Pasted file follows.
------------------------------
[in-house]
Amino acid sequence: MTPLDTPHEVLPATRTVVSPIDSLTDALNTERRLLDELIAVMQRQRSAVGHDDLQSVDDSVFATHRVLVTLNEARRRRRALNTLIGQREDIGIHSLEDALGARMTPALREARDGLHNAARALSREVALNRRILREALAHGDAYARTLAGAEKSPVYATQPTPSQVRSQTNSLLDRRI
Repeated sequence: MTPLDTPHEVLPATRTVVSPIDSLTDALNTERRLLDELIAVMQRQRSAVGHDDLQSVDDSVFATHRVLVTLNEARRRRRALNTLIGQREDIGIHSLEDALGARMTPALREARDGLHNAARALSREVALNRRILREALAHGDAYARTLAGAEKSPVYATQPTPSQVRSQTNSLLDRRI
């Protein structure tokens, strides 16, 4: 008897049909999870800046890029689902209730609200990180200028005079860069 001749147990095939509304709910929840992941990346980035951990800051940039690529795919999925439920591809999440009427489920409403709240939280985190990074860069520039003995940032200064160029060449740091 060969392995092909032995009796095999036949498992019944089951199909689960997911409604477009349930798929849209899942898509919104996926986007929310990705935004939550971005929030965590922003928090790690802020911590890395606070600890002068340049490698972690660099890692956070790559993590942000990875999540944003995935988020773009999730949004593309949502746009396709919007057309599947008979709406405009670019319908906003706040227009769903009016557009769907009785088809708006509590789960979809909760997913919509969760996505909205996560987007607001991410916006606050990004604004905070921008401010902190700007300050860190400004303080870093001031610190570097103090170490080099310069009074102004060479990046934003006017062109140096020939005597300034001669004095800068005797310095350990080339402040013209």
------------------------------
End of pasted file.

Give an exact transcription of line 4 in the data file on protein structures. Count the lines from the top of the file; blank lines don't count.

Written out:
């Protein structure tokens, strides 16, 4: 008897049909999870800046890029689902209730609200990180200028005079860069 001749147990095939509304709910929840992941990346980035951990800051940039690529795919999925439920591809999440009427489920409403709240939280985190990074860069520039003995940032200064160029060449740091 060969392995092909032995009796095999036949498992019944089951199909689960997911409604477009349930798929849209899942898509919104996926986007929310990705935004939550971005929030965590922003928090790690802020911590890395606070600890002068340049490698972690660099890692956070790559993590942000990875999540944003995935988020773009999730949004593309949502746009396709919007057309599947008979709406405009670019319908906003706040227009769903009016557009769907009785088809708006509590789960979809909760997913919509969760996505909205996560987007607001991410916006606050990004604004905070921008401010902190700007300050860190400004303080870093001031610190570097103090170490080099310069009074102004060479990046934003006017062109140096020939005597300034001669004095800068005797310095350990080339402040013209």